Don't go alone This is the first and most inviolable law for any off-trail skiing. Bring a buddy, and advise others of your itinerary and time of return.
Dress properly Wear or bring several layers no matter what the weather report. Wear a synthetic fiber next to the skin, Gore-Tex or a similar waterproof/breathable fabric on the outside, fleece or wool layers in between, and bring an extra layer in the pack. Cotton is not acceptable. Layering enables you to manage heat at different levels of exertion and in changing weather.
Wear a pack You're going to need it to stow your skins, Trekkers and that extra layer. Pack food and water, waterproof matches, extra gloves and a compass. Bring the cell phone, if you have one, but don't rely on it.
Respect your skiing ability Before setting out, make sure you can ski effectively in any type of snow. If you're lucky, it'll be waist-deep fluff. But it might also be frozen crud bearing the fossilized tracks of previous adventurers. Backcountry skiers learn to love it all. Before you set out, practice inbounds. Dip into the woods between trails and seek out difficult conditions until you're sure you can master whatever nature presents.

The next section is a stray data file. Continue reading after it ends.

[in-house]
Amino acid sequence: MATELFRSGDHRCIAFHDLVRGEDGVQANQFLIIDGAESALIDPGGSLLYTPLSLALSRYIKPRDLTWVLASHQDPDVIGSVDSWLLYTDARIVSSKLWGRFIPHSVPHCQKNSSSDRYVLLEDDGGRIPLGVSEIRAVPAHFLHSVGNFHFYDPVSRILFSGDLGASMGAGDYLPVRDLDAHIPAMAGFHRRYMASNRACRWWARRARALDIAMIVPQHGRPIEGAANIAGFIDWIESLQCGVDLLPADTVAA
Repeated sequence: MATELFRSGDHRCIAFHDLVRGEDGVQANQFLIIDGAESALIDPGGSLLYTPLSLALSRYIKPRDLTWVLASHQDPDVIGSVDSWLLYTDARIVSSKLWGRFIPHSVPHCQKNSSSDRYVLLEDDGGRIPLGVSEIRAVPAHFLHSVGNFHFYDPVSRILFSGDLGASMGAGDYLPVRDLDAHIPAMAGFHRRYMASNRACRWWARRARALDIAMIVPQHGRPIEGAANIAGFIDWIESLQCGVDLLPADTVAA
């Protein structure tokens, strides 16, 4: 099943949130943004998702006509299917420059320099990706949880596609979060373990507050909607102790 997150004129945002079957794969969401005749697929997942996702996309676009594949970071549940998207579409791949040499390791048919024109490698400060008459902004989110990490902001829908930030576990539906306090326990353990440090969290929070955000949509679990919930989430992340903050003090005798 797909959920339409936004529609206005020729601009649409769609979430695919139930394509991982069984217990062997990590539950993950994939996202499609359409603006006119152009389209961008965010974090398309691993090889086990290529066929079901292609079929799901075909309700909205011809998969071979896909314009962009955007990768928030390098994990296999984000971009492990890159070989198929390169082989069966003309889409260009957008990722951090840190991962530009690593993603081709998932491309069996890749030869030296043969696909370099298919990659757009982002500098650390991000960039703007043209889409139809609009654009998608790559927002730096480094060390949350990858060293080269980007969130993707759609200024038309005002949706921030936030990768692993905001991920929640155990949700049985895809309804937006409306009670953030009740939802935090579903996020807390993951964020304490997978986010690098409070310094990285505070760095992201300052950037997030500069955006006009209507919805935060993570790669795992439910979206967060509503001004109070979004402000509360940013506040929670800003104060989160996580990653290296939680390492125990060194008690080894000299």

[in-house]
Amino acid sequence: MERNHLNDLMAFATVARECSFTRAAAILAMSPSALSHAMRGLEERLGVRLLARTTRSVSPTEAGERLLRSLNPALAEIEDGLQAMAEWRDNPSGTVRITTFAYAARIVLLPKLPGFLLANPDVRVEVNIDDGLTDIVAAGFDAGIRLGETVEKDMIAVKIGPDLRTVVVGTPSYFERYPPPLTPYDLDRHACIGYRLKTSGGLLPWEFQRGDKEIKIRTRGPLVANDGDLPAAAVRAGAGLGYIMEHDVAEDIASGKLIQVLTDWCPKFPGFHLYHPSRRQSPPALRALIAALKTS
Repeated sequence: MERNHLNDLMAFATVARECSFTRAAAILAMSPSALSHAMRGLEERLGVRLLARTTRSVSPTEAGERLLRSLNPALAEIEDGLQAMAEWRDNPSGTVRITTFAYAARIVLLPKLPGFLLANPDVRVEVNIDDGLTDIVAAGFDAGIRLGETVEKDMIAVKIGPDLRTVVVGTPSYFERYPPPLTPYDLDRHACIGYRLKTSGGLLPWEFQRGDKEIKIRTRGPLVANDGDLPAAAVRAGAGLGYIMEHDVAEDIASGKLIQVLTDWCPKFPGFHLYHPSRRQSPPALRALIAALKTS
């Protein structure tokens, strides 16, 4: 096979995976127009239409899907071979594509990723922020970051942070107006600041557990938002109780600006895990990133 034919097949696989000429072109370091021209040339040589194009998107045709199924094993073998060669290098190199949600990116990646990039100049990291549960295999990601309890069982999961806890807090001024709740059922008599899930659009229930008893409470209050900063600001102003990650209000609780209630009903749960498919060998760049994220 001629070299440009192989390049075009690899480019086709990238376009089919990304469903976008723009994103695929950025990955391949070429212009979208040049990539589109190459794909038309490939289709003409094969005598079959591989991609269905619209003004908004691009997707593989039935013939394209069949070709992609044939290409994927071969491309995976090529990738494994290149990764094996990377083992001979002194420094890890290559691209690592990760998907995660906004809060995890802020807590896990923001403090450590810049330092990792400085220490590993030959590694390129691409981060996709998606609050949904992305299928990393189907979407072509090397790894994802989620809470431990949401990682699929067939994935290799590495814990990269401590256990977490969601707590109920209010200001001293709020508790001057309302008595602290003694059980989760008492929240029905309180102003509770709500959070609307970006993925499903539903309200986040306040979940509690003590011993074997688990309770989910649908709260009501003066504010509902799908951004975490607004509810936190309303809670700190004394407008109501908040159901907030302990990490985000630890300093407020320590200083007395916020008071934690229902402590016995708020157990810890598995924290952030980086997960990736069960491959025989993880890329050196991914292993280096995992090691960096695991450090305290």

Know the territory and what to expect That means acquiring the appropriate topographic map, learning how to read it and plotting a route prior to setting off. How long is the trek to your destination? How steep are the pitches you'll climb? Are there trail markers?
Finally, get an early start First-timers often underestimate the long slog back to civilization, only to run out of steam or daylight before the round-trip is completed.